Cheshire's recorded history reveals the area had a strategic importance at various stages of its development, particularly during Roman times, when Chester (then known as Deva Victrix) was established for defence purposes. Chester itself can be considered a historic attraction and preserves vestiges such as Chester Cathedral, established as a Saxon place of worship more than a thousand years ago, and the Roman Amphitheatre, the largest one built nationwide.
The Walls of Chester also date back to the Roman occupation, when they were built as a rudimentary defence structure, to be expanded and consolidated over the following centuries. The county's Saxon heritage is also notable in a number of areas, particularly, Sandbach, where the Sandbach Crosses are located, elaborately built during the 9th century and preserved in optimal condition.
The county is home to a large number of historic homes, displaying period architectonic styles such as Baroque and Palladian (at Lyme Park, for instance), often preserving many of their original features. By far one of the most visited, Walton Hall in Warrington was erected between 1836 and 1838 in brown brick and comprises spacious gardens which are open to the public. Another notable historic construction in Warrington is the city's Town Hall, built in 1750 in Palladian style. Craftily illustrating the Jacobean style, Crew Hall, built in Crewe Green during the first half of the 17th Century (1615-1636) also enjoys a fair amount of popularity.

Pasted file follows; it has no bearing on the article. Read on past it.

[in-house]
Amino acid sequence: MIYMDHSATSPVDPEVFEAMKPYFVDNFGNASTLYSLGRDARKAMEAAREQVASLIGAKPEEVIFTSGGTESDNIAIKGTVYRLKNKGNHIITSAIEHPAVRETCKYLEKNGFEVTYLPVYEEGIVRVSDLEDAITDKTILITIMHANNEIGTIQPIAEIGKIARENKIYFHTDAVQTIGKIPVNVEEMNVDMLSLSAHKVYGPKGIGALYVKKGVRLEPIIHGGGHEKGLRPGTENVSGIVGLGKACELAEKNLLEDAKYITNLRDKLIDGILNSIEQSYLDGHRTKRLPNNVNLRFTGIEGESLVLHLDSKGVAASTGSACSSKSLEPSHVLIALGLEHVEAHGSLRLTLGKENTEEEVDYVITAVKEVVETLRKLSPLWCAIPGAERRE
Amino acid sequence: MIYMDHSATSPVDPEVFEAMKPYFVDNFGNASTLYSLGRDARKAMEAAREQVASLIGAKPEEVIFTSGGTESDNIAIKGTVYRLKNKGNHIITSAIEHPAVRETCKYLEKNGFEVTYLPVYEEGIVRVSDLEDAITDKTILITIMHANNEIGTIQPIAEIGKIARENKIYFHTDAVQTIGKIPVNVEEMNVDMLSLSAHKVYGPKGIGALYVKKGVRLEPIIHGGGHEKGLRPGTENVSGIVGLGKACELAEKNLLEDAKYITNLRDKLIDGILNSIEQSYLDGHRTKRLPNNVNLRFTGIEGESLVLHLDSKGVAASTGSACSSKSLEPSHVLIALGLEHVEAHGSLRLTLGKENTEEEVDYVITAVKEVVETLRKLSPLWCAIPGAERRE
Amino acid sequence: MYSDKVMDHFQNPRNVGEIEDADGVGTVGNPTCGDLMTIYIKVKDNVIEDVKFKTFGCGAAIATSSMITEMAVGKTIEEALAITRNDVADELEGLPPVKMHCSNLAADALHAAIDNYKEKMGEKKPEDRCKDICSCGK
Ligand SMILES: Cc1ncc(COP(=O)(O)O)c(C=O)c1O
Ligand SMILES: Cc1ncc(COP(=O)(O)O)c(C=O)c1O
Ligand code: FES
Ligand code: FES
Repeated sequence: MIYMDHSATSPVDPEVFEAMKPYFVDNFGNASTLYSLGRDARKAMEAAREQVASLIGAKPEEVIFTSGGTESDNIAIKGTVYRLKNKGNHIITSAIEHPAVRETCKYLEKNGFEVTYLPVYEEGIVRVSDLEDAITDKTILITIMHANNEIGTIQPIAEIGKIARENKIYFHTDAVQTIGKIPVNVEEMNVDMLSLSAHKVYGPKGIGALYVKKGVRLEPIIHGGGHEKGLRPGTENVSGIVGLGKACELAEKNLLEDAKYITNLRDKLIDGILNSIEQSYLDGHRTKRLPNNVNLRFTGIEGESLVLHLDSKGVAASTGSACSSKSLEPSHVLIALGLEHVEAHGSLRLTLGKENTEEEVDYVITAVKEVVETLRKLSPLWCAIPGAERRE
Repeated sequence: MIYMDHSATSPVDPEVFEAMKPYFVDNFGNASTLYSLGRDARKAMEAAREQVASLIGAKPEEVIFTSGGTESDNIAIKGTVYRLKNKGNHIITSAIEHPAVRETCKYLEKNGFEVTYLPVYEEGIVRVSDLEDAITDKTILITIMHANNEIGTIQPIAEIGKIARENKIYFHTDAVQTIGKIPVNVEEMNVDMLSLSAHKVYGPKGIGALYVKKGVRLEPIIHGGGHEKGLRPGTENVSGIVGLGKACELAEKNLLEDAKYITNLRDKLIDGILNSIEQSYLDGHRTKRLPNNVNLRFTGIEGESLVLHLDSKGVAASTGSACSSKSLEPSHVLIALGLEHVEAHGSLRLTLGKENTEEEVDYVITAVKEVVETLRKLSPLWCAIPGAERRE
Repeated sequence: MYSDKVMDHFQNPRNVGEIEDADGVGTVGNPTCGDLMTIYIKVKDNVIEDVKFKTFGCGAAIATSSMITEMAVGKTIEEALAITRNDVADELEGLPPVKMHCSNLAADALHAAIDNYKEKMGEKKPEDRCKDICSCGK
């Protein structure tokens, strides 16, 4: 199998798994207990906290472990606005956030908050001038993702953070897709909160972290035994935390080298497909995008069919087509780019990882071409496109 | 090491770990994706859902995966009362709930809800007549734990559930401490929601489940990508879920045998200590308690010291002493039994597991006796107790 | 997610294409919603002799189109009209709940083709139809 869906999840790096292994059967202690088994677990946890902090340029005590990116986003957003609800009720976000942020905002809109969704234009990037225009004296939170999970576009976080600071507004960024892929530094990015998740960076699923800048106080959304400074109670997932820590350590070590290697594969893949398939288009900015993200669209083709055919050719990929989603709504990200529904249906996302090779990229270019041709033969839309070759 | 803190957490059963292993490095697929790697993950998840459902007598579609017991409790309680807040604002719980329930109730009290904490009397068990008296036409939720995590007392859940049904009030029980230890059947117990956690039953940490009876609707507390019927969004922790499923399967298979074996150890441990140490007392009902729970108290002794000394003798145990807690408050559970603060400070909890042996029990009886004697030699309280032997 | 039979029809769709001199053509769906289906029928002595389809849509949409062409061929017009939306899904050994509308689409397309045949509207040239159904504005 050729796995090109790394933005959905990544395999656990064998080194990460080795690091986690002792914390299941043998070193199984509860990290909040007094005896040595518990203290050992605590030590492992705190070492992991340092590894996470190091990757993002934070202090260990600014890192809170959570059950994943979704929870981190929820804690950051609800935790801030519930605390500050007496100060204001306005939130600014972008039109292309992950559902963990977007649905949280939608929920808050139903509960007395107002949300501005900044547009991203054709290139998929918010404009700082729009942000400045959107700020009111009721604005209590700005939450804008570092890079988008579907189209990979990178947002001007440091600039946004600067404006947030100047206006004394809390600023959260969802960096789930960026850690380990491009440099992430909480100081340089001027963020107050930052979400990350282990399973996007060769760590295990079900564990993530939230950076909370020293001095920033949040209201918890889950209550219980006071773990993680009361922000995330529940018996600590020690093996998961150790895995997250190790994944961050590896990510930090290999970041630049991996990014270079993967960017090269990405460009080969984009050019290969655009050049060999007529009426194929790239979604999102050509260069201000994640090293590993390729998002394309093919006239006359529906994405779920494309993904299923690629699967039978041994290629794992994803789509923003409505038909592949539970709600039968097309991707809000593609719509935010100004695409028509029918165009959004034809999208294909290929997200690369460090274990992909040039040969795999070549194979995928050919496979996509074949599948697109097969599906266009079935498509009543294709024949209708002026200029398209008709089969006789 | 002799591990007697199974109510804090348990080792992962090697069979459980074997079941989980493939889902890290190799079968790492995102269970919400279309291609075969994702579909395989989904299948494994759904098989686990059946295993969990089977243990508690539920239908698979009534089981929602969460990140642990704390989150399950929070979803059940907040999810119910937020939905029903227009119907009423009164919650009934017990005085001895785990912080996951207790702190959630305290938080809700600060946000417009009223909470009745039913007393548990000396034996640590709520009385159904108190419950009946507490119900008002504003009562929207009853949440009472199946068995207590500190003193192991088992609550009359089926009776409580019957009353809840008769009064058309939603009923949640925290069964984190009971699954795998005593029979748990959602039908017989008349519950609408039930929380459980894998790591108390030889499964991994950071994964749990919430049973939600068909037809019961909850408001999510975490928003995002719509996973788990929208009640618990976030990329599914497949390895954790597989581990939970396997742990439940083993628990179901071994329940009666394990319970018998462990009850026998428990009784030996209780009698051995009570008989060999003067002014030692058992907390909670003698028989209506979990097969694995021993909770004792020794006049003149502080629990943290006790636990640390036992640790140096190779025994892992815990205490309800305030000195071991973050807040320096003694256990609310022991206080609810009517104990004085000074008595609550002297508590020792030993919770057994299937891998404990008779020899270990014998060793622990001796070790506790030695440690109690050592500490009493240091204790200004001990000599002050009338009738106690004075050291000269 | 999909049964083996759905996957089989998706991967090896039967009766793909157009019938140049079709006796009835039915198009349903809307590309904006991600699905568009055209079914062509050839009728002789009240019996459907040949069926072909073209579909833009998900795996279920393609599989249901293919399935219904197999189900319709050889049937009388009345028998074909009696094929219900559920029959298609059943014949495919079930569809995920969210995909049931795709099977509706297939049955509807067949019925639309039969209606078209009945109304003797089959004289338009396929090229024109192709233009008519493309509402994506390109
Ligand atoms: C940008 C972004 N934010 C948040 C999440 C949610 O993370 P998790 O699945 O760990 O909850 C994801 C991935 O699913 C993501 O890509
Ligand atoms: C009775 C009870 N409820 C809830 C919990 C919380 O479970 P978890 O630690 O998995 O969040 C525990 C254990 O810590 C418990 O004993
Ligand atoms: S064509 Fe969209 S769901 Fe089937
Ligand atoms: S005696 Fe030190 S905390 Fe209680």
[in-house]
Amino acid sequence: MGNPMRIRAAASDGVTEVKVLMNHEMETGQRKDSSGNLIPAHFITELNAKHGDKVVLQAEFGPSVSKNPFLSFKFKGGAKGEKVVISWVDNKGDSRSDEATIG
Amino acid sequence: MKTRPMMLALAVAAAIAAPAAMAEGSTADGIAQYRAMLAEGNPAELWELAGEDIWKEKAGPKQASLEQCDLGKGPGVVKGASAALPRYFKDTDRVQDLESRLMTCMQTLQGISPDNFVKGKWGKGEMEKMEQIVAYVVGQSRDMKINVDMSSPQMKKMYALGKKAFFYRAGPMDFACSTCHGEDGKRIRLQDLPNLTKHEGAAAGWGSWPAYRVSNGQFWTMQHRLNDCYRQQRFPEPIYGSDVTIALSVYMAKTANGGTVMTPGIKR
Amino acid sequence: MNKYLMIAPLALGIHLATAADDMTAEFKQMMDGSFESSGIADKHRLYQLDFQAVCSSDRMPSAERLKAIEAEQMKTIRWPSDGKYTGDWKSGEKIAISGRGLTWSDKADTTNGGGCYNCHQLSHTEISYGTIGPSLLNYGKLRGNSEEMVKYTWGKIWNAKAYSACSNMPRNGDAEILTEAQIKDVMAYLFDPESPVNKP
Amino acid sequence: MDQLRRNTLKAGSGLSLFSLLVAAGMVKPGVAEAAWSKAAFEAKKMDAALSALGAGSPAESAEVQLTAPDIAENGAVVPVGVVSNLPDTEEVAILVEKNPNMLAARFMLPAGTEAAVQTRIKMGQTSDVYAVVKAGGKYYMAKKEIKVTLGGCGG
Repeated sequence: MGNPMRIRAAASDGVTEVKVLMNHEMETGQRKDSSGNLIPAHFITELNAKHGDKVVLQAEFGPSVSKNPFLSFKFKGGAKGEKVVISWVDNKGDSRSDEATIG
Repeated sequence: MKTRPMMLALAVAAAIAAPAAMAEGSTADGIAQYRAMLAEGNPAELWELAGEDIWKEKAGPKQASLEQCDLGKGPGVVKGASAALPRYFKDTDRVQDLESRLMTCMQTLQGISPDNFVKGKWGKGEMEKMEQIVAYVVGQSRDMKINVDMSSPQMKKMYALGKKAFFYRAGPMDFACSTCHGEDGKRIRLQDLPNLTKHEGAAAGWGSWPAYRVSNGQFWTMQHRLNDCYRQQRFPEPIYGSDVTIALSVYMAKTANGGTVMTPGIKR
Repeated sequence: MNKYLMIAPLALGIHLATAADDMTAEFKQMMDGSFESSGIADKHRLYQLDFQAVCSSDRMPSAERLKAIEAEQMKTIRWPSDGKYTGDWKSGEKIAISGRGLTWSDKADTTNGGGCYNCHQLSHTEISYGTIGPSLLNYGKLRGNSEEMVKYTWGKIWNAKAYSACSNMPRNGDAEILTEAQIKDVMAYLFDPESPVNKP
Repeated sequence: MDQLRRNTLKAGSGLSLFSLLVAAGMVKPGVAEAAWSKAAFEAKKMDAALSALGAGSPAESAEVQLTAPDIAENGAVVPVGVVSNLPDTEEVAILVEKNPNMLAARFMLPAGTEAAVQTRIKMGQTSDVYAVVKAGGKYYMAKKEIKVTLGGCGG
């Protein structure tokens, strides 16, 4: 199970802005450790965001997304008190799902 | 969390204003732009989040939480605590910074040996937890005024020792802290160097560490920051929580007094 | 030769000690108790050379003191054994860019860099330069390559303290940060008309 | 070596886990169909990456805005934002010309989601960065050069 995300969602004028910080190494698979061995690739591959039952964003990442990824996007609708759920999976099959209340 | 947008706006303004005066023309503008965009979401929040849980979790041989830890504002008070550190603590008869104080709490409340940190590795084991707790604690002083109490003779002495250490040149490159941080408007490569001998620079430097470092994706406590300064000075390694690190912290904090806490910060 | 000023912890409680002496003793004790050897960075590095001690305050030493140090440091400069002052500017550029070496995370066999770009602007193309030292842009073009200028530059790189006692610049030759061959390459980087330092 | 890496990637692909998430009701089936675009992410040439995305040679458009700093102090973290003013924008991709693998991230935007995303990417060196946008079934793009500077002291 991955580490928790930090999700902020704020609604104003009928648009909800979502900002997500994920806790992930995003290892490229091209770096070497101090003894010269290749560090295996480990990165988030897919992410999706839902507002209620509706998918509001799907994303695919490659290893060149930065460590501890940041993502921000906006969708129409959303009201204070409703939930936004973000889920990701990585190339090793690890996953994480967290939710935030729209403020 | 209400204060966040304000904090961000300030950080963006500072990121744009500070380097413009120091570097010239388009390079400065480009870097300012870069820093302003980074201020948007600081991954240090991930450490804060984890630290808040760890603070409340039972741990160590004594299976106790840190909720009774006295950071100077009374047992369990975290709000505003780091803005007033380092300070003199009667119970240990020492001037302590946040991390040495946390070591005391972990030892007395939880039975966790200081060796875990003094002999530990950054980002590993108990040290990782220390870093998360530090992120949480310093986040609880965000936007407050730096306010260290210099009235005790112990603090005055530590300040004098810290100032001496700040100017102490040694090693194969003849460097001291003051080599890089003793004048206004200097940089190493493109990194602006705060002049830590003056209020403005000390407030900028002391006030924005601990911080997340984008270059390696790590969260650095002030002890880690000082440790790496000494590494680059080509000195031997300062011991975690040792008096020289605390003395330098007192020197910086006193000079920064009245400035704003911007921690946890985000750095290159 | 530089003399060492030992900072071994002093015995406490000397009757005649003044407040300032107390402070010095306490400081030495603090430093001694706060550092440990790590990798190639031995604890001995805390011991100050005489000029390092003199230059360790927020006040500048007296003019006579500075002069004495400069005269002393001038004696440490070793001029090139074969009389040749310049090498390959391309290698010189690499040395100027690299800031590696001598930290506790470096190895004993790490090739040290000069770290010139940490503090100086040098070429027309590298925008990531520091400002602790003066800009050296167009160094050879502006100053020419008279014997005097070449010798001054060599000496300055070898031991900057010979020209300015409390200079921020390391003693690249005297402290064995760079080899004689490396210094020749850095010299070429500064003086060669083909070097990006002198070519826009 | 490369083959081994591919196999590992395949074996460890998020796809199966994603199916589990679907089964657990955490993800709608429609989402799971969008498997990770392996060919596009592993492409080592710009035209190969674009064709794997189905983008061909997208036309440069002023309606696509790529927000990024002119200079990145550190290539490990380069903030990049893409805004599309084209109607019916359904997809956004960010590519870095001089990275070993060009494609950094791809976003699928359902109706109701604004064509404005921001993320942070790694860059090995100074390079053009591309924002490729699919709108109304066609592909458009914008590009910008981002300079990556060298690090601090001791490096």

In addition to these and many others, another intensely visited period construction in the region, Adlington Hall (located n the village of Adlington) can be traced back to 1480 and displays a miscellaneous design, due to numerous modifications over the years. The Tudor revival style, characterised by grandiosity, can be admired in the form of Capesthorne Hall, a construction of impressive size, built between 1719 and 1742.